I have been a clinical audiologist for about 35 years now and I am surprised when I look back just a few years and find that what I told my clients either was wrong, or merely simplistic, based on today’s knowledge. Front line clinicians always find this in their first couple of years of work- we are still trying to integrate some of the subtleties of our field and are still experimenting with “what works and what doesn’t”.
However after the first few years we all seem to settle into a routine that is informed by evidenced based knowledge of that time. Rarely however, does it take a 180 degree turn.
I was involved in the first studies of portable music, and back in the early 1980s we called the culprit, the “Walkman”. These had over the ear headphones and the maximum output (in a 2 cc coupler) was 112 dB SPL. With the advent of widespread use of real ear measurement in the mid-1980s, it became apparent that the maximum output could actually be much greater, especially with the newer insert earphones.
The media was quick to pick up on the story about the potential dangers of portable noise. But over the years, through the CD players of the 1990s, and the mp3 players in the past 15 years, we have failed to find a generation of people who have lost their hearing from recreational or portable noise. At most were 15-20 dB notches in the 4000-6000 Hz region.
Gradually the media lost interest in the “story” and clinically, my admonishments to my young music listeners became less and less stern. I might mention something about not using Q-tips, but frequently would just skip my blurb on the dangers of portable music.
Then 2006 came along and Doctors Sharon Kujawa and Charlie Liberman started publishing their research. Yes, pure tone thresholds appeared to return to normal but there could be permanent neurological damage that did not resolve. Of course not everyone is routinely tested with ABR so wave I delay could not be assessed and rarely is the AP/SP ratio determined. In 2006 and later in 2009 the studies showed that noise or music damage is not so obvious, and that gross measures of cochlear sensitivity such as pure tone threshold testing do not possess the necessary sensitivity.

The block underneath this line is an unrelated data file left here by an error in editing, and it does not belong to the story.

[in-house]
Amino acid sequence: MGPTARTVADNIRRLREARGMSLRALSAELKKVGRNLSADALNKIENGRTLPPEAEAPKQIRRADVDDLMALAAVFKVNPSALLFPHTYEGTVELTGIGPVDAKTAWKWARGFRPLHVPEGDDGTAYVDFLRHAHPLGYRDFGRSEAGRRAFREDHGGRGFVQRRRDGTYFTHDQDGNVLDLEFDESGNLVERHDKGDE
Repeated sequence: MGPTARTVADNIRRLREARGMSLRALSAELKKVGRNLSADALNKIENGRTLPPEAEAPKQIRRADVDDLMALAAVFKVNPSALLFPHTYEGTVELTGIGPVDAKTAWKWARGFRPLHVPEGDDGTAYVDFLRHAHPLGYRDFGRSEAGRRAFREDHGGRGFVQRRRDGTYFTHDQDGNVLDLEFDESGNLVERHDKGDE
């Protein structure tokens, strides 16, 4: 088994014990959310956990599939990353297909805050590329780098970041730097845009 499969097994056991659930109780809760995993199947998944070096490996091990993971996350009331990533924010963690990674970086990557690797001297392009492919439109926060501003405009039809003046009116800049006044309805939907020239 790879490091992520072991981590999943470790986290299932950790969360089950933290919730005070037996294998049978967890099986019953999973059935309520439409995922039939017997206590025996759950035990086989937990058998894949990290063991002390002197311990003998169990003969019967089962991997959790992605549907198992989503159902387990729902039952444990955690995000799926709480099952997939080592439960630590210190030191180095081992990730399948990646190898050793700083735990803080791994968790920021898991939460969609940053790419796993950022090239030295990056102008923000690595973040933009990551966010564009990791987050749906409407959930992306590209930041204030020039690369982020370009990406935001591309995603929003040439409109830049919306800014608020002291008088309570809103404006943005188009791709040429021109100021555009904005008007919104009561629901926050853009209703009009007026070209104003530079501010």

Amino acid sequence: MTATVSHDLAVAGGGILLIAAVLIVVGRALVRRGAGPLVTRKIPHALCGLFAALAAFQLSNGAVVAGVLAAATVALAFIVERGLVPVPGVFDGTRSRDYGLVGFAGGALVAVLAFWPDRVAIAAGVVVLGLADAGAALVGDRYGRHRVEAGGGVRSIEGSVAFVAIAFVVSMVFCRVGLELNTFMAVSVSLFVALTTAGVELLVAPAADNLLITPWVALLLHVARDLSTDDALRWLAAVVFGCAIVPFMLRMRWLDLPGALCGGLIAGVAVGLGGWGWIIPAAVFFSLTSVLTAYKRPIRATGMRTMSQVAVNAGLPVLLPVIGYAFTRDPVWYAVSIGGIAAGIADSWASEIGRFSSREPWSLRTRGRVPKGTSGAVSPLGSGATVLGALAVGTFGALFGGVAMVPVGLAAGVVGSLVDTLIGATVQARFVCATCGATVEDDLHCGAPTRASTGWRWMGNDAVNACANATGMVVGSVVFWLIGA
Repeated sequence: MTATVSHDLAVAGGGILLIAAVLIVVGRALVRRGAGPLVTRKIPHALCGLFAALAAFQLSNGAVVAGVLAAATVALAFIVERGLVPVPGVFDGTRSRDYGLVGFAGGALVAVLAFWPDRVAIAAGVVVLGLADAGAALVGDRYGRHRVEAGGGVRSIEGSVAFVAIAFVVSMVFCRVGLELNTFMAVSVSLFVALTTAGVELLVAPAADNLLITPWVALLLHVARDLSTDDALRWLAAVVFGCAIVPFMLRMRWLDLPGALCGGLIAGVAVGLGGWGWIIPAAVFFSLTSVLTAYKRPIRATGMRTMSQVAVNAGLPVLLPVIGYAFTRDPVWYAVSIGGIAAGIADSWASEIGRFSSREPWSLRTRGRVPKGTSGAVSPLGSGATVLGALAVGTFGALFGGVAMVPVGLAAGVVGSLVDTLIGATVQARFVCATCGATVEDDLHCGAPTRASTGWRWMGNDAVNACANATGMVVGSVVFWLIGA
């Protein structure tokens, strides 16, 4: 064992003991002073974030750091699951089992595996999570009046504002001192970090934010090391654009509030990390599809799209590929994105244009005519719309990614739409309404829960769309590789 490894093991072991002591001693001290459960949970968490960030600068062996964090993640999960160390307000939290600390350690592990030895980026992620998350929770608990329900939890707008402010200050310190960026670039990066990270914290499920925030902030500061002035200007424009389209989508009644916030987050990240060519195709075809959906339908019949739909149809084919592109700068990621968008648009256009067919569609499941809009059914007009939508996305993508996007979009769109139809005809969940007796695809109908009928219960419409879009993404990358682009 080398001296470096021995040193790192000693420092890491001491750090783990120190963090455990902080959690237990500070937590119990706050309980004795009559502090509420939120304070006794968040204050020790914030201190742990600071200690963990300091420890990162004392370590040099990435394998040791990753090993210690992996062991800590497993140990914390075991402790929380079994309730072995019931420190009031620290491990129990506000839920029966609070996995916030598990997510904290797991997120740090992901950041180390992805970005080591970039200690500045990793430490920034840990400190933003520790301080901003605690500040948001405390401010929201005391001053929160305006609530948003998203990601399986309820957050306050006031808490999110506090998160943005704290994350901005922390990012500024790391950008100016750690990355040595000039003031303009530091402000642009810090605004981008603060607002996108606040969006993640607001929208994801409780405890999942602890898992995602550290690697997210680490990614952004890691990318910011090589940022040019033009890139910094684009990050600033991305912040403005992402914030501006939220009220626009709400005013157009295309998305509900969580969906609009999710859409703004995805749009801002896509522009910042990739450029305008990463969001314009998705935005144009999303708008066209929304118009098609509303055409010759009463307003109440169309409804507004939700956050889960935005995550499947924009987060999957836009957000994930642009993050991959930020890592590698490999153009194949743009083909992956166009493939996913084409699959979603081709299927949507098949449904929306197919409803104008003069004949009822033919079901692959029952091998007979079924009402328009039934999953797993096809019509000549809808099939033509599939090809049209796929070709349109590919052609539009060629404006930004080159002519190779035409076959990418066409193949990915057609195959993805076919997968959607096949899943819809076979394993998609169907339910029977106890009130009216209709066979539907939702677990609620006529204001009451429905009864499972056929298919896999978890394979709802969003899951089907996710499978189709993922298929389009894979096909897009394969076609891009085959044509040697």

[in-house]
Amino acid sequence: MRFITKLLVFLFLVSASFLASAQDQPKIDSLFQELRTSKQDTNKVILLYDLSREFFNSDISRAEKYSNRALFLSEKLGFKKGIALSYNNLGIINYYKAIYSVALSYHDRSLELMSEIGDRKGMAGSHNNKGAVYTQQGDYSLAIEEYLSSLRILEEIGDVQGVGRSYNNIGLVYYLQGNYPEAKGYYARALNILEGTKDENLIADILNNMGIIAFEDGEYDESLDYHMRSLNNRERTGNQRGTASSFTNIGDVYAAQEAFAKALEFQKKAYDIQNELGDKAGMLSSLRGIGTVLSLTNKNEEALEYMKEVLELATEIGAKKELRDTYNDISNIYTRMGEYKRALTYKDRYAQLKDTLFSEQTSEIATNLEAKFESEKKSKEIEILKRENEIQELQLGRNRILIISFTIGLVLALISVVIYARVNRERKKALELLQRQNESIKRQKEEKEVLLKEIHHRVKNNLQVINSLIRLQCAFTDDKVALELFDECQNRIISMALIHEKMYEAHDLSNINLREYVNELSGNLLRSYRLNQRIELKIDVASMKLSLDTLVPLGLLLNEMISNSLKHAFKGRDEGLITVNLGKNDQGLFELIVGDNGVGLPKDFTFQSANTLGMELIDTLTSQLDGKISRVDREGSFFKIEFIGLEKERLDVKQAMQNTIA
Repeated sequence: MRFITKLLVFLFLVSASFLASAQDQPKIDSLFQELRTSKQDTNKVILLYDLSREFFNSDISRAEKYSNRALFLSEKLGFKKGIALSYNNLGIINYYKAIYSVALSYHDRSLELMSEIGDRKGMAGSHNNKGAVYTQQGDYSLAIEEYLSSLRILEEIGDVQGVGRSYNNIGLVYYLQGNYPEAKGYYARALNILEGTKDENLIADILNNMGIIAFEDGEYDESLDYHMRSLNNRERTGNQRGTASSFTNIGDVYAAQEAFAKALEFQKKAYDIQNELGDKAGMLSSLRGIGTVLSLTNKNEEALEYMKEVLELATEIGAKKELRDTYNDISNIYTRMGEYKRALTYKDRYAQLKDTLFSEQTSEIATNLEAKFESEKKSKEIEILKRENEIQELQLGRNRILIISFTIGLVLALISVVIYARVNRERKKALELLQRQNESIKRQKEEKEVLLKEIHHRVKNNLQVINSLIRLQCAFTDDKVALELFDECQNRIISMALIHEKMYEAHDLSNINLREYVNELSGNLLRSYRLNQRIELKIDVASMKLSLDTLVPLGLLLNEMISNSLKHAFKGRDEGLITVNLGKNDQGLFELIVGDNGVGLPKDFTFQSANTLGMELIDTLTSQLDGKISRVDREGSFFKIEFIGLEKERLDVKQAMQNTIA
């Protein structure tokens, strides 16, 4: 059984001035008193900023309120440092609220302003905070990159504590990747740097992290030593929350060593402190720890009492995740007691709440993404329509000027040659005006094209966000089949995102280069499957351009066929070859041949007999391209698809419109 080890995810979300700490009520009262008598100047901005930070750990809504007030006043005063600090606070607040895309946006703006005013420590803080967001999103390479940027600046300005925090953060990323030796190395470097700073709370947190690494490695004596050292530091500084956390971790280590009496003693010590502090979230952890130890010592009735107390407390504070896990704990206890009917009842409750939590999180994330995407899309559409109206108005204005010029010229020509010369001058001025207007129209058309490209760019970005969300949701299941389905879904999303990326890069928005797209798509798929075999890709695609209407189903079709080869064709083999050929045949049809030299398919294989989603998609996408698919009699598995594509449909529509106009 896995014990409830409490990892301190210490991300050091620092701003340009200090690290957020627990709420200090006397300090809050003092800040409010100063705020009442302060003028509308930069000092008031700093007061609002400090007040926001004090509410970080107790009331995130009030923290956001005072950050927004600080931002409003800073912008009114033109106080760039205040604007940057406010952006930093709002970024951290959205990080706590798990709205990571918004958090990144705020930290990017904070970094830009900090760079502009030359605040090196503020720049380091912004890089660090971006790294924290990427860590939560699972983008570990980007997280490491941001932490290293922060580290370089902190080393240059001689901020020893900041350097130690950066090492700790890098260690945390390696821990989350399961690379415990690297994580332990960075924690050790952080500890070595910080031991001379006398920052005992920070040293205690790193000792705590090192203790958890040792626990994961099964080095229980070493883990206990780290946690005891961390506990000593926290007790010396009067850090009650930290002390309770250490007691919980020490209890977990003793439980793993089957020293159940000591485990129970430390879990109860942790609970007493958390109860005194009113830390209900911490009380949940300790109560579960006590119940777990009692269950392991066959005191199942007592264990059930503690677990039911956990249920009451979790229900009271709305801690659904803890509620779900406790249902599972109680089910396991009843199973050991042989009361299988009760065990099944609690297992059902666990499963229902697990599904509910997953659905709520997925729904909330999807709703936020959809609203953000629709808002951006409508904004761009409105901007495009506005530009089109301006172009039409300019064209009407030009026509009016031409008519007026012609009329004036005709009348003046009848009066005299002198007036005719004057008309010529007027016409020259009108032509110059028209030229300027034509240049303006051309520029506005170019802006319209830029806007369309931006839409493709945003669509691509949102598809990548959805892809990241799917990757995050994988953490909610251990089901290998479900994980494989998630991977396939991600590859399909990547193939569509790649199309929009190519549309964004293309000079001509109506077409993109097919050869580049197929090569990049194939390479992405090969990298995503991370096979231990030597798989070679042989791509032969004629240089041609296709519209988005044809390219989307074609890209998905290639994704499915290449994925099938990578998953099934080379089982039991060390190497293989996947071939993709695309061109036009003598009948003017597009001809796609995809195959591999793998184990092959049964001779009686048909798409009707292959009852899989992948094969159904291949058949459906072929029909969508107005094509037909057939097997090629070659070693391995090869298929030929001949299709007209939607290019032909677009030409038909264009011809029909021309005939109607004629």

The media have taken to calling this “hidden hearing loss” and while this is not all related to recreational noise sources, we are now starting to doubt statements such as “you have normal hearing” that are just based on pure tone threshold results.
For the last decade I am now back to admonishing my clients about the volume settings of their mp3 players.
Of course, our “admonishments” are much more sophisticated than they were in the 1980s. I would never say “don’t” but I would frequently talk about common sense moderation- if your favorite song comes along, turn up the volume, but then turn it down to a more reasonable level after.
We, as a clinical field, can always find creative approaches to conveying our warnings to our clients about the subtle effects of noise and music exposure; and these same approaches can help inform our clients about hidden hearing loss. Just because an audiogram is normal, hearing may not be normal.